By Luminous Jannamike, Abuja

THE Yuletide season is over as all official activities have returned to their normal schedules, and schools across Abuja, the nation’s capital, resumed this week.

With the resumption of academic activities in schools on Monday, many parents were seen in bookshops, markets and banks across the FCT, trying to meet the needs of their children and wards. To some parents and guardians, it was a time of anxiety over how to pay school fees and meet the demands of their wards, especially those in boarding schools. 

Arewa Voice  investigation showed that since schools resumed on Monday, most bookshops have continued to witness a steady traffic of patronage. In the popular Wuse Market, parents and their wards were seen cross-checking lists of books to buy. However, most of the parents lamented the preparation for the resumption of their children in school, describing it as tedious and demanding, especially in this era of financial constraint. Basically, they complained of inflation in the market with some private schools increasing tuition costs in January, making it very difficult for them to pay school fees and buy new shoes, notebooks and textbooks for their children to go back to school.

A parent, who gave her name as Mrs. Constance Udoka, told Arewa Voice that the financial pressure in January has practically made her husband to turn a deaf ear to other school needs such as stationery and provisions after paying school fees. She said: “I have five children in school, but three of them will be returning to the boarding school and my husband keeps lamenting how tough it is for him to pay their fees while attending to other necessities at the home front. He has practically refused to listen to demands for other needs like pocket money, provisions, stationery, sanitary items, and other things they need to cope in the boarding house. And as far as these children are concerned, they want everything ready before going back to school. They do not really grasp the financial situation.” 

Another parent, who gave his name as Samuel Nelson, said that the preparation for school resumption this term had drained him of his meagre resources. “My children won’t stop giving me lists every day since the New Year celebration ended. I have had to put everything else on hold so that I can provide their needs. I came straight from the bank where I went to pay their school fees. So, I am here to see what books I can buy for them.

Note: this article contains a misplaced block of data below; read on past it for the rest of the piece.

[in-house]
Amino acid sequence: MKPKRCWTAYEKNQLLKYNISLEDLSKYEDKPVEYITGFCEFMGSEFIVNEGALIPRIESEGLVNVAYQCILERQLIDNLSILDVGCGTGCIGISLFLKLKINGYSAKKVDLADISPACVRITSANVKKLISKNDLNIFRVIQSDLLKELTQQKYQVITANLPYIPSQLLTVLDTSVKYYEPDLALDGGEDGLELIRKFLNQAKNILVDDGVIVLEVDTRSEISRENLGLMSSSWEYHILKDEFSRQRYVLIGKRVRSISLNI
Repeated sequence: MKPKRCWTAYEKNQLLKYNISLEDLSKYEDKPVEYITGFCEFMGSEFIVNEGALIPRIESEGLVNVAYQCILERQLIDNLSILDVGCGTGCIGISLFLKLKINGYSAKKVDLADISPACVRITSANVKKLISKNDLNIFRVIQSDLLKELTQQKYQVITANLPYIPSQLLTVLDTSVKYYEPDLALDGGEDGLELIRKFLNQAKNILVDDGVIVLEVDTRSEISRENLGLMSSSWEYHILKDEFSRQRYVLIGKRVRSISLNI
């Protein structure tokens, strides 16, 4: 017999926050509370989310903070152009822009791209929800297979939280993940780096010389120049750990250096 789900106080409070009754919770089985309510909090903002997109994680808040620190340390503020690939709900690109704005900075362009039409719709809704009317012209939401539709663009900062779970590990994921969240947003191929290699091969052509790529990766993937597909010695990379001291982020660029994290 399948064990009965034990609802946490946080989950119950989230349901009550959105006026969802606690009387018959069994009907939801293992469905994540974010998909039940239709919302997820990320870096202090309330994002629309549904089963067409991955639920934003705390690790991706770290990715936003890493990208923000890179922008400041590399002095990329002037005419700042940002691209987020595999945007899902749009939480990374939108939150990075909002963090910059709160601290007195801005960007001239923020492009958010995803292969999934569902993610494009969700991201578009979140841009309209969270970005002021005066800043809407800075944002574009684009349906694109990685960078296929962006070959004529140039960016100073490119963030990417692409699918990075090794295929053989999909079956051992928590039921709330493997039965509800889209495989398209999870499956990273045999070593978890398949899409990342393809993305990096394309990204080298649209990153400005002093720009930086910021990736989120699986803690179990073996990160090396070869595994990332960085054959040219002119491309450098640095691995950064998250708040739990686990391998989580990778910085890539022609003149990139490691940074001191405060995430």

“I have my twin daughters in SSS 3 Science class and I feel sapped financially from the requirements for their schools’ resumption. It is not easy to ignore their demands because it would affect their academic performance, especially in the upcoming WAEC and NECO certificate exams scheduled to begin in March/April,” he said.

For Mrs. Ugwuegbo, her approach to school resumption after the Yuletide is odd. According to the restaurant operator: “My family travelled to the village for the Christmas holiday, and we just returned a few days ago. Today (Monday) is my first day in the market; so my children will wait at home for a week or two so that I can raise money to buy the things they need for school.”

In the same vein, some booksellers in Wuse market who spoke to Arewa Voice, complained of low patronage this time compared to previous school resumptions. A stationery store owner, Gerald Ntefon, said: “We are having this human traffic this time as usual because schools reopened this week. But the patronage is low compared to other resumptions, especially after the long vacation when students and pupils are promoted to new classes.”

A book merchant who pleaded anonymity, said his sales figures have been unimpressive despite the reopening of schools. “Whenever students are going back to school, we enjoy a lot of patronage from our customers, but this time around, we have not seen significant sales figures or anything more than the usual,” he said.

But for some resuming students in Abuja, the bleak economic situation is a secondary concern as the joy of seeing their friends and classmates again after the Christmas holiday is a priority to them. A 13-year-old boy of Federal Government College Kwali, who simply gave his name as David, said: “I am happy to be going back to the boarding school because it will afford me the opportunity of seeing my friends whom I have not seen since we vacated last year for the Christmas holiday.” 


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